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Police launch hunt for missing girl, 15, who left home with her pet marsupial nearly three weeks ago and has not been seen since


Police have launched a hunt for a missing girl who left home with her pet marsupial nearly three weeks ago and has not been seen since.

Raya Dillon-Jackson was last seen in Croxton Kerrial, Leicestershire on Sunday, March 31 and she was reported missing the following day Leicestershire Police said.

The teenager, who is black and has long wavy hair and was wearing a white Nike t-shirt, black Nike sweatpants and false eyelashes was carrying her pet sugar glider, which is a small marsupial type animal.

The police are hunting for the missing 15-year-old but believe she may have left Leicestershire and travelled elsewhere in the UK.

Police say she has links to Birmingham and the Wanstead, Peckham, Brixton and Holborn areas of London

Raya Dillon-Jackson, 15, was last seen in Leicestershire on Sunday. She left home carrying a small sugar glider

Raya Dillon-Jackson, 15, was last seen in Leicestershire on Sunday. She left home carrying a small sugar glider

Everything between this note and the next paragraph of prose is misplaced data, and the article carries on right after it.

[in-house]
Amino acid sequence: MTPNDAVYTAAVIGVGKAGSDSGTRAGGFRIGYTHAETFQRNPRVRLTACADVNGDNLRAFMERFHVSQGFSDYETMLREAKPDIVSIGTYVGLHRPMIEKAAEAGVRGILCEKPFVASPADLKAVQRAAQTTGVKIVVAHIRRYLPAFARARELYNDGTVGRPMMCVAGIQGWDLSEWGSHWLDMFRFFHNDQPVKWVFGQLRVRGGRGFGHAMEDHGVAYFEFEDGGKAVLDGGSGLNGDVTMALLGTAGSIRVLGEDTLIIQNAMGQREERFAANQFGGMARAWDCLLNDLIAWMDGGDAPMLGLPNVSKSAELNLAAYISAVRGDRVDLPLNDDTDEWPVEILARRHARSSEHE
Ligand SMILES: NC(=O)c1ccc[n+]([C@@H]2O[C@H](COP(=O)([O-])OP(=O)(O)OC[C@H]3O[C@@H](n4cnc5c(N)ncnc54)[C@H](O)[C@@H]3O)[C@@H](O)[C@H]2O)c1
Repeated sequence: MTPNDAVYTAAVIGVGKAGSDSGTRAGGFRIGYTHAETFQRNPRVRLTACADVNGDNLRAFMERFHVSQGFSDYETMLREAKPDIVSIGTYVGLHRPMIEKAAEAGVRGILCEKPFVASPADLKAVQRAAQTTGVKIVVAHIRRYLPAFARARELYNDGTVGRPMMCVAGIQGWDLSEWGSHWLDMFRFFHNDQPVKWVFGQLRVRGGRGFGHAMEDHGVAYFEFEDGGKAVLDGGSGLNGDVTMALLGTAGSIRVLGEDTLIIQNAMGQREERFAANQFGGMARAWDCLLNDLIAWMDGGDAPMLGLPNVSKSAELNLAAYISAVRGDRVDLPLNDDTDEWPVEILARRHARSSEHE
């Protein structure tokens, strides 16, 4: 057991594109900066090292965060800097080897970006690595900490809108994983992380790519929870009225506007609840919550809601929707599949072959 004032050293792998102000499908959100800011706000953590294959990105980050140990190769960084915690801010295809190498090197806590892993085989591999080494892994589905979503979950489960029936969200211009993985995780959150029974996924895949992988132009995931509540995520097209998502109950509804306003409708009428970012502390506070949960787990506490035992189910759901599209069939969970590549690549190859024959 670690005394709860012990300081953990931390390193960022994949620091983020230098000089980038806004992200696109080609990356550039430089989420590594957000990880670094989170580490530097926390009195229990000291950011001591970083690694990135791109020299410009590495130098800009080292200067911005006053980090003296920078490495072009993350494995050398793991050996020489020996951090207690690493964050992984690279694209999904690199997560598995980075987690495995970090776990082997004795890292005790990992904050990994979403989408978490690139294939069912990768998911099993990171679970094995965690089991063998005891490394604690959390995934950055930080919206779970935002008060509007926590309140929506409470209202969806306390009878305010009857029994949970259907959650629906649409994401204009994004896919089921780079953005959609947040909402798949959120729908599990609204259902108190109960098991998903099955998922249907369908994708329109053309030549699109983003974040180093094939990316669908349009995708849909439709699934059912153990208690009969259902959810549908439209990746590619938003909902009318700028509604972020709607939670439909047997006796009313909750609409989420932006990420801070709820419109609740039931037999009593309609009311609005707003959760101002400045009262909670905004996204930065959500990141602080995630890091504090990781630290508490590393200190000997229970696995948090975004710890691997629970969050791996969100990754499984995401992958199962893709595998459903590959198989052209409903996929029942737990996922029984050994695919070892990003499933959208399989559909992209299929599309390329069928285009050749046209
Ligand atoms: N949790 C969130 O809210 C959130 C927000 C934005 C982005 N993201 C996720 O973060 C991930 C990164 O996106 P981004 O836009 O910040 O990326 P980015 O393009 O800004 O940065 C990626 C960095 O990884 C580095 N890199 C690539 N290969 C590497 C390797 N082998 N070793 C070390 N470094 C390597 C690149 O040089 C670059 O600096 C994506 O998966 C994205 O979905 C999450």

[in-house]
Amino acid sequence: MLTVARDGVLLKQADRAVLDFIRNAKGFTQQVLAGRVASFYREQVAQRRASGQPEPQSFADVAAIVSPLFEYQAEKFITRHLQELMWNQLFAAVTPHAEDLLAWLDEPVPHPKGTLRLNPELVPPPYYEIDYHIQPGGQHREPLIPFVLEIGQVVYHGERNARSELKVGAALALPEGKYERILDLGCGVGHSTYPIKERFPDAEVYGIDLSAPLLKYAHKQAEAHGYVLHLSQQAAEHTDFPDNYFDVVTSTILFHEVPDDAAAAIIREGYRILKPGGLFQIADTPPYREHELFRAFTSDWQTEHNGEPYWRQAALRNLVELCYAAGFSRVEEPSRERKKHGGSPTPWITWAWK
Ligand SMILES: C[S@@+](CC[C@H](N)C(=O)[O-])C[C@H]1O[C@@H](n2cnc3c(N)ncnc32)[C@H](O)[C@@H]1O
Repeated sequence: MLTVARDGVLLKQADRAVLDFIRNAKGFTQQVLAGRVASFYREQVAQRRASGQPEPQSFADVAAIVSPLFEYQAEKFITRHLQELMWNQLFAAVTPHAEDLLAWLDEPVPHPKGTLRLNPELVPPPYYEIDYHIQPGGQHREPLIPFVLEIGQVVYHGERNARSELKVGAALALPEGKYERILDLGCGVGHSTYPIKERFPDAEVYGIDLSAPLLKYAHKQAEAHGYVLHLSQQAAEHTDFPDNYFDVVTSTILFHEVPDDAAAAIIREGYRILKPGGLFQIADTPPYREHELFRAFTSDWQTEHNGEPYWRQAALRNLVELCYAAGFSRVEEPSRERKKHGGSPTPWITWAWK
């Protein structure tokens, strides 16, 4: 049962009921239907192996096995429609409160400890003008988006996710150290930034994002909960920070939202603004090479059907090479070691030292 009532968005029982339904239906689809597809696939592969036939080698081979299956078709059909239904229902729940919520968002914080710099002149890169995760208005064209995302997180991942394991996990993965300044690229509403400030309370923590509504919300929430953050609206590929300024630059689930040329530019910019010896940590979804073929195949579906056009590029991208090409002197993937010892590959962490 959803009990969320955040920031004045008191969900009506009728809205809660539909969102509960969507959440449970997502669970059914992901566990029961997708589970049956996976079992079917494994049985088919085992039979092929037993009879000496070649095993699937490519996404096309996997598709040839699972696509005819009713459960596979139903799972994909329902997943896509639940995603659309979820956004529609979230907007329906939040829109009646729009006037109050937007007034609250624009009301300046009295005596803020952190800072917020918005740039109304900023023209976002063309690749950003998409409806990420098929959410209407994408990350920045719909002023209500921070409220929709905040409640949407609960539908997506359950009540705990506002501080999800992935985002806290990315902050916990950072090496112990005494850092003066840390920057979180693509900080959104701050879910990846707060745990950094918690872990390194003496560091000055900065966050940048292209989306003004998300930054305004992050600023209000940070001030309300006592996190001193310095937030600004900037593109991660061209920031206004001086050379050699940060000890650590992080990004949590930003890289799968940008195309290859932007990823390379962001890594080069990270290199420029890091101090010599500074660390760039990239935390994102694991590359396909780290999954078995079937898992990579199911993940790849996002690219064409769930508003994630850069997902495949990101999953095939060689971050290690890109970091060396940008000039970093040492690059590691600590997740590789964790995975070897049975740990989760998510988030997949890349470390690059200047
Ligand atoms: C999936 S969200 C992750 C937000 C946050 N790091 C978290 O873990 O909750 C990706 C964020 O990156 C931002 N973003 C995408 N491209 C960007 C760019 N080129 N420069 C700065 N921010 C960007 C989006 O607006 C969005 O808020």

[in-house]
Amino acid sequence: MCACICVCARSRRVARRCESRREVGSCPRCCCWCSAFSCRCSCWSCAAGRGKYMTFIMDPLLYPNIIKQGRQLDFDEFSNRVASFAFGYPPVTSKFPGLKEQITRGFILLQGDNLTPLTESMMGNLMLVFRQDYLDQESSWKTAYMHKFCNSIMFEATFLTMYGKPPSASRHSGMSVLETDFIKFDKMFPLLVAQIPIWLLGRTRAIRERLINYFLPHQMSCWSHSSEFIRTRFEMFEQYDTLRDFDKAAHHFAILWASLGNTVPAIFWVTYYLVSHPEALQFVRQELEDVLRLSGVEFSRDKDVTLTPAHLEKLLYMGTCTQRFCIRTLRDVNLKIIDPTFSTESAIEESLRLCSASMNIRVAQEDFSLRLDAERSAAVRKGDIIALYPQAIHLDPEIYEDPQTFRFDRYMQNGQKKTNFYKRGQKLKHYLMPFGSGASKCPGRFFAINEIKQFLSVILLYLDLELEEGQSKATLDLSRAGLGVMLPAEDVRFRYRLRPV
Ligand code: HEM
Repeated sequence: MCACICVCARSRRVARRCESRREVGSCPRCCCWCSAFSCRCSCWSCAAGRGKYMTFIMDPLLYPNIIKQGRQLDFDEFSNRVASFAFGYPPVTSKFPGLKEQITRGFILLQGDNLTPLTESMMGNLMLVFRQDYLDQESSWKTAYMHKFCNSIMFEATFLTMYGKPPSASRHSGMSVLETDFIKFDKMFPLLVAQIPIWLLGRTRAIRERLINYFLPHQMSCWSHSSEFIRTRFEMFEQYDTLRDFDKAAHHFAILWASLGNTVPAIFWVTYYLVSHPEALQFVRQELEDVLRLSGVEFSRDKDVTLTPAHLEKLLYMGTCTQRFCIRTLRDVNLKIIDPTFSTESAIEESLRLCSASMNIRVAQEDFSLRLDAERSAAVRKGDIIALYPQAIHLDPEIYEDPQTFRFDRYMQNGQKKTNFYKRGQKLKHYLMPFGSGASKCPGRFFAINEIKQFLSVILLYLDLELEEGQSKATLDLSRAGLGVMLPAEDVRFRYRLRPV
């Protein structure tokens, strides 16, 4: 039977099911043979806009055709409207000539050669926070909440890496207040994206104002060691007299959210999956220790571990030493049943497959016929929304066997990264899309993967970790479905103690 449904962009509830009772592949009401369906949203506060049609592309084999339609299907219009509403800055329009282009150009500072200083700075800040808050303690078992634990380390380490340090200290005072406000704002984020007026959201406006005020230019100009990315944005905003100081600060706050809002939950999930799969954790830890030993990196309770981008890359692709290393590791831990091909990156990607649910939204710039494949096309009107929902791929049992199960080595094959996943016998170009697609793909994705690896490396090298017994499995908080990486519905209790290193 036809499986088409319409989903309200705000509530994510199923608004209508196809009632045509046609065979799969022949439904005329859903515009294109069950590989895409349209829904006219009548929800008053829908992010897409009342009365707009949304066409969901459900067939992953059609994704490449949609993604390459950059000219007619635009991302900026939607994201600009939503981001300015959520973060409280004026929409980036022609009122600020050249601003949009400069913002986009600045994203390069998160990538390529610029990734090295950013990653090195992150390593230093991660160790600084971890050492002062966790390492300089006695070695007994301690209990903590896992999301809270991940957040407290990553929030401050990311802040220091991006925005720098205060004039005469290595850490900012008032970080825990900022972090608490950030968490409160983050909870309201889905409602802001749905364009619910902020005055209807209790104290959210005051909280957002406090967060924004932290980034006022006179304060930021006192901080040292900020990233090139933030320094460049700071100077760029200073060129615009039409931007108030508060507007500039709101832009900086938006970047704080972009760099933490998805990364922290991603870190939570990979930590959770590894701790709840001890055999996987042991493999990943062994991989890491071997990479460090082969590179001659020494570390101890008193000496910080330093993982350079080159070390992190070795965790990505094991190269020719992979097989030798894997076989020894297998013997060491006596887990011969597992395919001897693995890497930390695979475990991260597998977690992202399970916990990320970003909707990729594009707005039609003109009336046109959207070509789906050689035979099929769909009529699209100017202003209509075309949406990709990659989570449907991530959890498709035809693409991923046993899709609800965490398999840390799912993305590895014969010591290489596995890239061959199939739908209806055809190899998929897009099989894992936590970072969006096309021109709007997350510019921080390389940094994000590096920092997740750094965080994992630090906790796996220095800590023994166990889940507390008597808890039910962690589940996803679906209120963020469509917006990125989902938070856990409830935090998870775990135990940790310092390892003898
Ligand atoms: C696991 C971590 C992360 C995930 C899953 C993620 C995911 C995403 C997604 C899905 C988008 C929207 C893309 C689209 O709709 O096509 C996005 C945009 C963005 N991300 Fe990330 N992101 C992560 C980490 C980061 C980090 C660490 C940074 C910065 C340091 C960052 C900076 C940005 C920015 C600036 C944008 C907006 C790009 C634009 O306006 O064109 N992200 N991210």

Sugar gliders are small marsupials from Australia and Tasmania and can be raised as pets in the UK

Sugar gliders are small marsupials from Australia and Tasmania and can be raised as pets in the UK

Anyone who has seen Raya, or knows of her whereabouts, is asked to call police on 101, quoting incident 219 of 1 April. 

Sugar gliders are small marsupials from Australia and Tasmania that look like flying squirrels but are more closely related to kangaroos.

They can be bought and raised as pets in the UK without a licence.

They have soft thick fur and a long tail and generally keep their young in a pouch.

Naturally sociable animals, in the wild they can live in packs of 20 to 40 gliders and can bond with owners very quickly.

The small marsupials are very intelligent and have opposable thumbs and fingers like humans, allowing them to grip things and climb easily.

They get their name from the specialised flap linking their front leg to their hind leg which gives them the ability to glide.

According to Pets4Homes, sugar gliders ‘should be housed in a mesh (make sure the gaps are no bigger than half an inch) cage that is no smaller than 24′ x 24′ and at least 36′ high. Gliders need plenty of space to jump and climb.’



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